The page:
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The internal resistance of a battery can increase for many reasons. For example, the internal resistance of a rechargeable battery increases as the number of times the battery is recharged increases. The increased internal resistance may have two effects on the battery. First, the terminal voltage will decrease. Second, the battery may overheat due to the increased power dissipated by the internal resistance.

Check Your Understanding If you place a wire directly across the two terminal of a battery, effectively shorting out the terminals, the battery will begin to get hot. Why do you suppose this happens?

If a wire is connected across the terminals, the load resistance is close to zero, or at least considerably less than the internal resistance of the battery. Since the internal resistance is small, the current through the circuit will be large, I = ε R + r = ε 0 + r = ε r . The large current causes a high power to be dissipated by the internal resistance ( P = I 2 r ) . The power is dissipated as heat.

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Battery testers

Battery testers , such as those in [link] , use small load resistors to intentionally draw current to determine whether the terminal potential drops below an acceptable level. Although it is difficult to measure the internal resistance of a battery, battery testers can provide a measurement of the internal resistance of the battery. If internal resistance is high, the battery is weak, as evidenced by its low terminal voltage.

Part a shows photo of a technician testing batteries and part b shows a battery testing device.
Battery testers measure terminal voltage under a load to determine the condition of a battery. (a) A US Navy electronics technician uses a battery tester to test large batteries aboard the aircraft carrier USS Nimitz . The battery tester she uses has a small resistance that can dissipate large amounts of power. (b) The small device shown is used on small batteries and has a digital display to indicate the acceptability of the terminal voltage. (credit a: modification of work by Jason A. Johnston; credit b: modification of work by Keith Williamson)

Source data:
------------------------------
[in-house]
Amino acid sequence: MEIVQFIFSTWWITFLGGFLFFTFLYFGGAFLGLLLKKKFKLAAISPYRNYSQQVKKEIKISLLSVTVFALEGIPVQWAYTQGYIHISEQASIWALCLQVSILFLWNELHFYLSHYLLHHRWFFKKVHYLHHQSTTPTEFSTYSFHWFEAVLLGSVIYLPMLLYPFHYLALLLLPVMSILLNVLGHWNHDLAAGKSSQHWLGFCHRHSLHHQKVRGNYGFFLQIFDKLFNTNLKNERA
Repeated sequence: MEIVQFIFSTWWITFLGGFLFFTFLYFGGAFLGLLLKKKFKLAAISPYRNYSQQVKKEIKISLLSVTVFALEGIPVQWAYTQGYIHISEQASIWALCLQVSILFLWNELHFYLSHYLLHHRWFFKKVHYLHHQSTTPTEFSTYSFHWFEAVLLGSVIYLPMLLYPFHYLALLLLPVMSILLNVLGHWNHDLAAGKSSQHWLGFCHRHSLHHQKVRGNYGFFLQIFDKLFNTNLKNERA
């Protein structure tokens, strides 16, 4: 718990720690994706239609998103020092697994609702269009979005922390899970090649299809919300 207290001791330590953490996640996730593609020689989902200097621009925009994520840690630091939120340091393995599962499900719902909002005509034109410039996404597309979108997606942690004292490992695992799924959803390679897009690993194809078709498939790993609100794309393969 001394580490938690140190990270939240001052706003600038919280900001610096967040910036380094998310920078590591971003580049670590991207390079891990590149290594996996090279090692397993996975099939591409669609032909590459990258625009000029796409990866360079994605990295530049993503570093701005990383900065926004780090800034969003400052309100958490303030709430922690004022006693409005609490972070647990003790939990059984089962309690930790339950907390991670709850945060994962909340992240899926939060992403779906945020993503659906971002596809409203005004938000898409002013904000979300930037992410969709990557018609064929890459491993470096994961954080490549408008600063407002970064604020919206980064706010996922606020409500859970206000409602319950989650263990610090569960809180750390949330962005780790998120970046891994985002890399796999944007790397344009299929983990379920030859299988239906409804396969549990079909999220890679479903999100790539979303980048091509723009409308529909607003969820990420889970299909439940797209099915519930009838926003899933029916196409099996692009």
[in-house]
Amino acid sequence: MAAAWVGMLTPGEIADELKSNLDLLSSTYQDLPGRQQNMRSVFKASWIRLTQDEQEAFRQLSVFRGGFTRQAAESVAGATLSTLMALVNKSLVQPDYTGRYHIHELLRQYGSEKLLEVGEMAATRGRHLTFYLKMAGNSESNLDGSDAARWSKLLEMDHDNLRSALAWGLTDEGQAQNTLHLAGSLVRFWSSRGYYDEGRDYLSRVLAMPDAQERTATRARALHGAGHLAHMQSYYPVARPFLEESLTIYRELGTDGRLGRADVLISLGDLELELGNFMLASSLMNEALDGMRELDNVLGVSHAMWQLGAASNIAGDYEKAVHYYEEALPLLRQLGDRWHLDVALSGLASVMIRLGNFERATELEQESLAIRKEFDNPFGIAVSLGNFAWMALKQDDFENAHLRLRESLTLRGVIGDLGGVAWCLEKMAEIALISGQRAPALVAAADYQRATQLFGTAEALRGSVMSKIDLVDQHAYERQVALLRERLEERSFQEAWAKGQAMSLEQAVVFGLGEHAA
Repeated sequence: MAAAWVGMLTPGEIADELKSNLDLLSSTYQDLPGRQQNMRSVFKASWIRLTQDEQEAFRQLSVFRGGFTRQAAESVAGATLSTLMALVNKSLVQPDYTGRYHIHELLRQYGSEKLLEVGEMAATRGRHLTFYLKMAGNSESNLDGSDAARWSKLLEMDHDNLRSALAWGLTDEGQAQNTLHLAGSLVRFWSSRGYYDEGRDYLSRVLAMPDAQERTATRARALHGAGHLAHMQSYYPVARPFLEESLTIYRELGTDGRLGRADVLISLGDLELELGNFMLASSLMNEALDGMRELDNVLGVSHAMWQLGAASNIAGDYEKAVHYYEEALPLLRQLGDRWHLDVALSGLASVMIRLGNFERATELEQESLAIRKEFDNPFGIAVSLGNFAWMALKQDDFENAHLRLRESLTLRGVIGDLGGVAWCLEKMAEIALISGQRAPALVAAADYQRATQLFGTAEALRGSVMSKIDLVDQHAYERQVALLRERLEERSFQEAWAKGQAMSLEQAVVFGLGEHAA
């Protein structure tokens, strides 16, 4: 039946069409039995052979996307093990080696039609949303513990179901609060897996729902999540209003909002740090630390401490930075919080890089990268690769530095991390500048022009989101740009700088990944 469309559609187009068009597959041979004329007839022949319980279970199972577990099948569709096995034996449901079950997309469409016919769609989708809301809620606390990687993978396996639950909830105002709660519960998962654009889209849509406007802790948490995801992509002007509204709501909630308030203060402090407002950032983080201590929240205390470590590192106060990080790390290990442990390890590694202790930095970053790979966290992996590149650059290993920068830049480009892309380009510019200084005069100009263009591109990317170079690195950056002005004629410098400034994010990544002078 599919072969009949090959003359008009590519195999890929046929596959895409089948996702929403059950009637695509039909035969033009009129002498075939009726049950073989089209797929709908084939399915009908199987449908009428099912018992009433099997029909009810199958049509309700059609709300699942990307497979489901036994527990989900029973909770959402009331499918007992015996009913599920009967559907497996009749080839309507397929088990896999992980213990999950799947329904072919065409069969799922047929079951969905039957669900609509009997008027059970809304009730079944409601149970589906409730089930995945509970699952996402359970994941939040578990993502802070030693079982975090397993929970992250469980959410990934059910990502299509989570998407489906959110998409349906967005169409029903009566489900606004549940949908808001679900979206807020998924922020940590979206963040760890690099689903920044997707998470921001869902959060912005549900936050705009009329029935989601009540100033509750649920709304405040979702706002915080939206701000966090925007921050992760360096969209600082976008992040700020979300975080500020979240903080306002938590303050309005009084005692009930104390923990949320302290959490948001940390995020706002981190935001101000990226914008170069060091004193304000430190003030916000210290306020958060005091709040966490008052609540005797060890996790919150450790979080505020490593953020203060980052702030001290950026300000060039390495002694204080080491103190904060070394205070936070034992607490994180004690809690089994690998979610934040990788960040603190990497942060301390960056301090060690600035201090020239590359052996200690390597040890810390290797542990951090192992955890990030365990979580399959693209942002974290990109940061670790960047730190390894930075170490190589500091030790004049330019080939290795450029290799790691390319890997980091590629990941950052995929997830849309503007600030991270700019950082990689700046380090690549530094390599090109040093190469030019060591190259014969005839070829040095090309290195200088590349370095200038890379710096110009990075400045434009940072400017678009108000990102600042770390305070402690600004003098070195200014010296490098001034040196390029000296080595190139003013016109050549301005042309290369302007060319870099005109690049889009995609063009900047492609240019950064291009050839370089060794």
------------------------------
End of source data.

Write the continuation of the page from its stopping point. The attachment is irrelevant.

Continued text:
Some batteries can be recharged by passing a current through them in the direction opposite to the current they supply to an appliance. This is done routinely in cars and in batteries for small electrical appliances and electronic devices ( [link] ). The voltage output of the battery charger must be greater than the emf of the battery to reverse the current through it. This causes the terminal voltage of the battery to be greater than the emf, since V = ε I r and I is now negative.

The figure shows a car battery charger connected to two terminals of a car battery. The current flows from the charger to the positive terminal and from the negative terminal back to the charger.
A car battery charger reverses the normal direction of current through a battery, reversing its chemical reaction and replenishing its chemical potential.

It is important to understand the consequences of the internal resistance of emf sources, such as batteries and solar cells, but often, the analysis of circuits is done with the terminal voltage of the battery, as we have done in the previous sections. The terminal voltage is referred to as simply as V , dropping the subscript “terminal.” This is because the internal resistance of the battery is difficult to measure directly and can change over time.

Questions & Answers

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Practice Key Terms 5

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